School Spends Money to Make Money

Share this article:
A combination of elaborate direct mail pieces and bare-bones mailings with a letter and little more by St. Joseph's Indian School has increased its donor file by 8 percent and net income by 12 percent in the past year. The nonprofit collected about $14 million in direct mail in 2000.


The elaborate pieces feature more personalization and color as well as premiums included with the mailing. They are tested more frequently, said Kory Christianson, director of development.


"Fundraising costs have been skyrocketing, but our net income has more than proportionally increased to offset costs," he said.


A residential/educational facility for Native Americans run by the Priests of the Sacred Heart, St. Joseph's Indian School currently has 220 students of Lakota descent.


In December, the school sent 250,000 packages with personalized date books to donors who had previously given $10 or more. The date book, which replaced a calendar, increased the cost per package by 16 cents, for a total cost of 61 cents per package. But it also increased the response rate from 6.9 percent to 12.5 percent and brought in an average gift of $17.50, an increase of 70 cents.


The previous month, fundraisers tested 25,000 house file packages with premium peel-off holiday gift stickers against 25,000 house file packages without the stickers. The stickers raised the price per package from 20.08 cents to 27.5 cents, but they also raised the average gift from $18.12 to $18.94 and the response rate from 4.71 percent to 5.66 percent.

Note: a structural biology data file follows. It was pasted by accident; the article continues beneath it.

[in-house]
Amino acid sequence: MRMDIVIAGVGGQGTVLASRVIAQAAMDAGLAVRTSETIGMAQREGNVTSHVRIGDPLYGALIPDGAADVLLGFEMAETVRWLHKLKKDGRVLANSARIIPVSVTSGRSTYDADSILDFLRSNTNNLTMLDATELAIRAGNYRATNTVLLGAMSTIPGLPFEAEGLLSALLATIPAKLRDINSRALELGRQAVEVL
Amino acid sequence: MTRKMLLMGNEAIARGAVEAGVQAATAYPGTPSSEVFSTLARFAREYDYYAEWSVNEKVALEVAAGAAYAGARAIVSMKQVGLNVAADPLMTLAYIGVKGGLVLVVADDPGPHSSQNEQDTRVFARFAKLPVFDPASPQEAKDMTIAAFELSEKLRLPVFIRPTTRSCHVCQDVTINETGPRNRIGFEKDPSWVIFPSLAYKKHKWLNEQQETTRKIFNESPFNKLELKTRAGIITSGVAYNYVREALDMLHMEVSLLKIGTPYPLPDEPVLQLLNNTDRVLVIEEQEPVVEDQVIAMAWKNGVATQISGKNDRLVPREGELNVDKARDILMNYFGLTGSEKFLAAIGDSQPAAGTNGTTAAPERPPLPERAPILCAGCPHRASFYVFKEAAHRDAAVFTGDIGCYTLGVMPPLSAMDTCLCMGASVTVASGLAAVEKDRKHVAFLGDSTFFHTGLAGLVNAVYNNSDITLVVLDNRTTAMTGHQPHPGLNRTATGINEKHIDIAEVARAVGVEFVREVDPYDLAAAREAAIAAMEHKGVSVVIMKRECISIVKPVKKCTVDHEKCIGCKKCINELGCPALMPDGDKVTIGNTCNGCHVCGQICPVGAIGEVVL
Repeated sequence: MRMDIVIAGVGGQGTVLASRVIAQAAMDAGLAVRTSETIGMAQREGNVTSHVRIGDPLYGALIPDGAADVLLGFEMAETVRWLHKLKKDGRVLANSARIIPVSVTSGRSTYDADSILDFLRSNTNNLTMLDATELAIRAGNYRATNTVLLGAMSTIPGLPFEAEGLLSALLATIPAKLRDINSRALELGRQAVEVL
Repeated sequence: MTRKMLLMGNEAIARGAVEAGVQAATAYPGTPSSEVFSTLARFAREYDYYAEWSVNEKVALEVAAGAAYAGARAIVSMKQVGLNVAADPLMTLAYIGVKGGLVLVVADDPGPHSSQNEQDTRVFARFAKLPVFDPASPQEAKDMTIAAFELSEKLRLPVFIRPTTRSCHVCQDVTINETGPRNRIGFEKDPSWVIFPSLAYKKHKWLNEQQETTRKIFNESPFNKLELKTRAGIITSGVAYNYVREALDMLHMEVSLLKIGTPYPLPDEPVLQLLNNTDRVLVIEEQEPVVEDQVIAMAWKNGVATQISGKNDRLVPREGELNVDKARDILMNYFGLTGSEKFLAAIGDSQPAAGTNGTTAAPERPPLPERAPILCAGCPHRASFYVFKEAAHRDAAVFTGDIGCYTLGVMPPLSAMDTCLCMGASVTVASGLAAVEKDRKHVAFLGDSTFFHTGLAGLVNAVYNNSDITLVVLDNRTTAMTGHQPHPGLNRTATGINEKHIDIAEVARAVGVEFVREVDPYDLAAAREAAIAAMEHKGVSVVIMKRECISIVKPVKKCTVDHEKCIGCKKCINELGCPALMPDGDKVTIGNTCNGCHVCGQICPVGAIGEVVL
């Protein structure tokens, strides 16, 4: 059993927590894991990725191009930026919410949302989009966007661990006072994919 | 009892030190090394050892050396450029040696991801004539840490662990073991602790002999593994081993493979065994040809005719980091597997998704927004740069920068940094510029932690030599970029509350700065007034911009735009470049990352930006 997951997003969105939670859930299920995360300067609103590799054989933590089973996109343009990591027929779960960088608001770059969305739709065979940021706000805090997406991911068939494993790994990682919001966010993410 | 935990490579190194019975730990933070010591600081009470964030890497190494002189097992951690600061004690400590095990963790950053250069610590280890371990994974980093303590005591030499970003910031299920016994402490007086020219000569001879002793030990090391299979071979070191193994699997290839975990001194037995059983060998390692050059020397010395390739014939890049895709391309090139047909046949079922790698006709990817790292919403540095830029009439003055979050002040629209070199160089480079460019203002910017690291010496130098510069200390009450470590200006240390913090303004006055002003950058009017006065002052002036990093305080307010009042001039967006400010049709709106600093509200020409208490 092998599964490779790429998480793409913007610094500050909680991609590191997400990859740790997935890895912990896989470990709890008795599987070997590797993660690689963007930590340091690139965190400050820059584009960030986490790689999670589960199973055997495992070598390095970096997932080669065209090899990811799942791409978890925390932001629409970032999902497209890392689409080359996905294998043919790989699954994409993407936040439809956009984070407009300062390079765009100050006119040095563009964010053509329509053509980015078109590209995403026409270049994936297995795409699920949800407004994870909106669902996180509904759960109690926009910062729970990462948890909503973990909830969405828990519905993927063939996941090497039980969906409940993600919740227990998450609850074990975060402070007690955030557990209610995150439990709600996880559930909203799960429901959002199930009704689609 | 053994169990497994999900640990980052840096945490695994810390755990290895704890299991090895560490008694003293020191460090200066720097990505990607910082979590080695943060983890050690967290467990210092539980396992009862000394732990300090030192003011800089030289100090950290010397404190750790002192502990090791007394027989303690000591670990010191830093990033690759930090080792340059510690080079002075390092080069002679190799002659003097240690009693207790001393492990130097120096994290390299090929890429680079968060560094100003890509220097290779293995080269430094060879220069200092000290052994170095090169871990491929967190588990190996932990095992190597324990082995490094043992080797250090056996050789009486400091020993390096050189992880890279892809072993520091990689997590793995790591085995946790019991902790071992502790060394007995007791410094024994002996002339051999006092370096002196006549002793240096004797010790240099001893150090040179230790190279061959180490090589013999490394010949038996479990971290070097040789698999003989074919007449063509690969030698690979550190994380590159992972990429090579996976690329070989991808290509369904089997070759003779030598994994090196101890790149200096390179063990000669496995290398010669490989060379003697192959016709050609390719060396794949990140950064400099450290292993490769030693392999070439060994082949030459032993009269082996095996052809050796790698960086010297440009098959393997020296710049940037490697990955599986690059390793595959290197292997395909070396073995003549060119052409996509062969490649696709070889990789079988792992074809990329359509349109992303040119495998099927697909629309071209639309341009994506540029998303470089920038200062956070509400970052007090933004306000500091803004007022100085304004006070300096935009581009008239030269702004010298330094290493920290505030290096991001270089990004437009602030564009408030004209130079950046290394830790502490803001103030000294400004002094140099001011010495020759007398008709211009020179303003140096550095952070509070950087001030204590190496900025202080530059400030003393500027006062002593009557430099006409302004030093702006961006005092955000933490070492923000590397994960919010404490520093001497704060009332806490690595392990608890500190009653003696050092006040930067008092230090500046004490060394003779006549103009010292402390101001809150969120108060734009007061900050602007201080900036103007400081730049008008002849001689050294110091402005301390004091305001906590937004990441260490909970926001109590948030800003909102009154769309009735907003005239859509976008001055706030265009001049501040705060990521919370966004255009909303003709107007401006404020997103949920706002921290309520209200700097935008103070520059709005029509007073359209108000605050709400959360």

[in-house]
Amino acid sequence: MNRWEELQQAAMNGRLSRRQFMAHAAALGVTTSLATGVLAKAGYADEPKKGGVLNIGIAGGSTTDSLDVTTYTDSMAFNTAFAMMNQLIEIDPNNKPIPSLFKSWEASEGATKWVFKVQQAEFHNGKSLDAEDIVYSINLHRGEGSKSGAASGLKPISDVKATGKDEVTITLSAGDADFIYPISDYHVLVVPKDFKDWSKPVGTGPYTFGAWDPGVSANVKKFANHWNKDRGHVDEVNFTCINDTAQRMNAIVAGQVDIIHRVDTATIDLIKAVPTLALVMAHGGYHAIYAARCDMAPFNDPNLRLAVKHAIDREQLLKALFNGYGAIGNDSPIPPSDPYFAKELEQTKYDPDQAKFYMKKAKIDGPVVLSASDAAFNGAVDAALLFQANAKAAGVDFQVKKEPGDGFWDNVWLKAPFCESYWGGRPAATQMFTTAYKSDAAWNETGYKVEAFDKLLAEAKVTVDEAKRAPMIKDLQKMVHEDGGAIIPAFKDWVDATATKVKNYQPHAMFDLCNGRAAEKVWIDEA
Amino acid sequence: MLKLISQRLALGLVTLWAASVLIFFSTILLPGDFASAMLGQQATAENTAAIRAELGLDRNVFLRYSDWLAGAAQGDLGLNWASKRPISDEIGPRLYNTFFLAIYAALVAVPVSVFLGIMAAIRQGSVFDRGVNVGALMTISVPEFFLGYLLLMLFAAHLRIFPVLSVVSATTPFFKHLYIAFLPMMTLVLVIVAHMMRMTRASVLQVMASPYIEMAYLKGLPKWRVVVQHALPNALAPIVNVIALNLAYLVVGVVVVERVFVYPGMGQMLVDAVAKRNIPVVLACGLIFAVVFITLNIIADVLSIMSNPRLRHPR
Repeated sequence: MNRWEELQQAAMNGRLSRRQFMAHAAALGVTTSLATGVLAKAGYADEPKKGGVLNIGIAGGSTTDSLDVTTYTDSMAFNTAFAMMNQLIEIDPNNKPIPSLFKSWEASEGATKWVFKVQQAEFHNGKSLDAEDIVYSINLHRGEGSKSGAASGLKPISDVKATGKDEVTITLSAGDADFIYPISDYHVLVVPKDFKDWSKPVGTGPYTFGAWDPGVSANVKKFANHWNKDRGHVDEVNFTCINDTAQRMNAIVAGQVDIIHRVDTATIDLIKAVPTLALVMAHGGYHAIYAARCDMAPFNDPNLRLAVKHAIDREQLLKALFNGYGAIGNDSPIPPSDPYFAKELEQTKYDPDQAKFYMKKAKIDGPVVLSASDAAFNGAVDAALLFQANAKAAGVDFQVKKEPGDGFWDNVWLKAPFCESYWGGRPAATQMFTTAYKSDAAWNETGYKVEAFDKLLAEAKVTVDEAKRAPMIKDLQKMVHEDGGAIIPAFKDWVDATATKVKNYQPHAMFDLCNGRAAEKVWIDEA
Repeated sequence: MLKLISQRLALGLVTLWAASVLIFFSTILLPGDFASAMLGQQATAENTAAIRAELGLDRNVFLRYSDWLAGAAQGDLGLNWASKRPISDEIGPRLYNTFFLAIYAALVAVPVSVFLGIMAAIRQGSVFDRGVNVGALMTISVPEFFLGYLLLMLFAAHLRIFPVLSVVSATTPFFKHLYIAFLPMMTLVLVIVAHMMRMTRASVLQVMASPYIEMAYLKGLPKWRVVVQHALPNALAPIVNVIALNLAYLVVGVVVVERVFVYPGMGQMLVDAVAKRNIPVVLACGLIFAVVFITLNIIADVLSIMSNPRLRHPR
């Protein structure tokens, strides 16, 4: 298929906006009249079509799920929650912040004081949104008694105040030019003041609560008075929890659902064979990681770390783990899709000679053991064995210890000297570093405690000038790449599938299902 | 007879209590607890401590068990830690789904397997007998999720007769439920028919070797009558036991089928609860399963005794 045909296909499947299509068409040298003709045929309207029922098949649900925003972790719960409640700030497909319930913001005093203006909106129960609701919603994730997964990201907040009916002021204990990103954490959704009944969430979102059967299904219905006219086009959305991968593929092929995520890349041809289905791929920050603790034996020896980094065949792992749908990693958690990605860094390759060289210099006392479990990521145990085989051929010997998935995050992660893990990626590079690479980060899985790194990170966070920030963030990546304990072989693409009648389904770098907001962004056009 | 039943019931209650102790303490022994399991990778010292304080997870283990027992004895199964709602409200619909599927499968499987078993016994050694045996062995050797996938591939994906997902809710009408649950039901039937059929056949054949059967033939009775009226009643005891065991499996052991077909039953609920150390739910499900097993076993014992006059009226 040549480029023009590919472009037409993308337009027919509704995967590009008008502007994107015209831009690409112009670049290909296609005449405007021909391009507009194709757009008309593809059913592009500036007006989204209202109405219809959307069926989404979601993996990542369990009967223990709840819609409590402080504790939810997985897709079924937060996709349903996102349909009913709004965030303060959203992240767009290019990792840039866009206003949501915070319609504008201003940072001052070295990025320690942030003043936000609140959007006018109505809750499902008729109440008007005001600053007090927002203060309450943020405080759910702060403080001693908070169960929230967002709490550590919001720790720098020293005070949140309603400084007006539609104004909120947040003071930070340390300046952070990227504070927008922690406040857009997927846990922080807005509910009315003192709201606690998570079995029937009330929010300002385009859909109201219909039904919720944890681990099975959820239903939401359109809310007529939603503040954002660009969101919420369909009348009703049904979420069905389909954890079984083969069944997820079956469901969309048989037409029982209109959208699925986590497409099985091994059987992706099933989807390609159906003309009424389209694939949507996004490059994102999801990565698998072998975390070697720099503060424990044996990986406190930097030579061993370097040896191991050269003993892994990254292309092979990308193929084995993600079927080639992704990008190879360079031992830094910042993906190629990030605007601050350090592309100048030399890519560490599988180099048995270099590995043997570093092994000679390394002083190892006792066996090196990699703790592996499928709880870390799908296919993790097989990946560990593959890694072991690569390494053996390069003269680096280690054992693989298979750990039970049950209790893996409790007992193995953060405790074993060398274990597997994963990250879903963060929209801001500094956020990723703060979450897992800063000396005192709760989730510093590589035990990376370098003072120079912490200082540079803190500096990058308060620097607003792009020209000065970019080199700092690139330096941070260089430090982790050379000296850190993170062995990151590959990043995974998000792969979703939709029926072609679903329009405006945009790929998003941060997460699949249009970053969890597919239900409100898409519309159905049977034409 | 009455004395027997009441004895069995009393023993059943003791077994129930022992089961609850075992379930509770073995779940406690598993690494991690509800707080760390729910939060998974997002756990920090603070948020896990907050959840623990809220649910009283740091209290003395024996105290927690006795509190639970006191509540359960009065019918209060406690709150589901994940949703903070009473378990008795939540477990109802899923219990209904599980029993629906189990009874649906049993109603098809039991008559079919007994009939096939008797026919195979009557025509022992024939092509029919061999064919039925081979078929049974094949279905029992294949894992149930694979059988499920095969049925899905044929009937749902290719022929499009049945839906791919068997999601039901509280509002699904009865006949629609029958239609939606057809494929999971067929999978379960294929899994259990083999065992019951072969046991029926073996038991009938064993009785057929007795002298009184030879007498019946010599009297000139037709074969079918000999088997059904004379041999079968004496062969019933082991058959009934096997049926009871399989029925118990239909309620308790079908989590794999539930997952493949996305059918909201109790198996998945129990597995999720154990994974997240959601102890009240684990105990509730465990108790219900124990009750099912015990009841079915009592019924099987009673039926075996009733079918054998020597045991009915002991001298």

The nonprofit uses lists of contributors to other Christian organizations or Native American causes to send 8.5 million acquisition packages from August to March. These packages contain premiums such as address labels, key chains, pins and pendants. They bring in a response rate of about 2 percent and an average gift of $10 to $13.


St. Joseph's also has set up three donor clubs that receive monthly appeals. Unlike the acquisition mailings, which include premiums, mailings to the clubs include no frills and are designed to limit expenses. Christianson said these clubs "bring in substantial net income by allowing us to mail to donor segments that would otherwise be marginally profitable or not profitable at all."


The first group consists of 75,000 people who made an initial gift of less than $10; the second contains 45,000 people who made an initial gift of $10 to $15; and the third includes 15,000 people who gave an initial gift of $20 or more.


Donors whose initial gift was less than $10 receive a letter and a reply form with a verse from the Bible. It costs 17 cents and brings in an average gift of $4.50 and a response rate of 12 percent.


The other two clubs receive a package containing a letter, a reply form, and a drawing and message from one of the St. Joseph's children. The package costs 25 cents per piece to produce and mail. For those whose initial gift was $10 to $15, the package had a response rate of 7 percent and an average subsequent donation of $14. Among the 15,000 people who gave an initial gift of $20 or more, the mailings have a very high 50 percent response rate and an average gift of $20 for subsequent donations.


Share this article:

Sign up to our newsletters

Follow us on Twitter @dmnews

Latest Jobs:

More in Direct Mail

Delivered: Food Delivery Mailers

Delivered: Food Delivery Mailers

What's in our mailbox this month: Food delivery mailers. Which one's the tastiest?

Tracking Direct Mail Response in a Digital World

Tracking Direct Mail Response in a Digital World

It's essential to understand how direct mail delivers website traffic and impact conversions.

Help Out the USPS—and Yourself—by Amping Up Your Direct Mail

Help Out the USPS—and Yourself—by Amping Up Your ...

Direct mail is far from obsolete, and investing in it could save the USPS.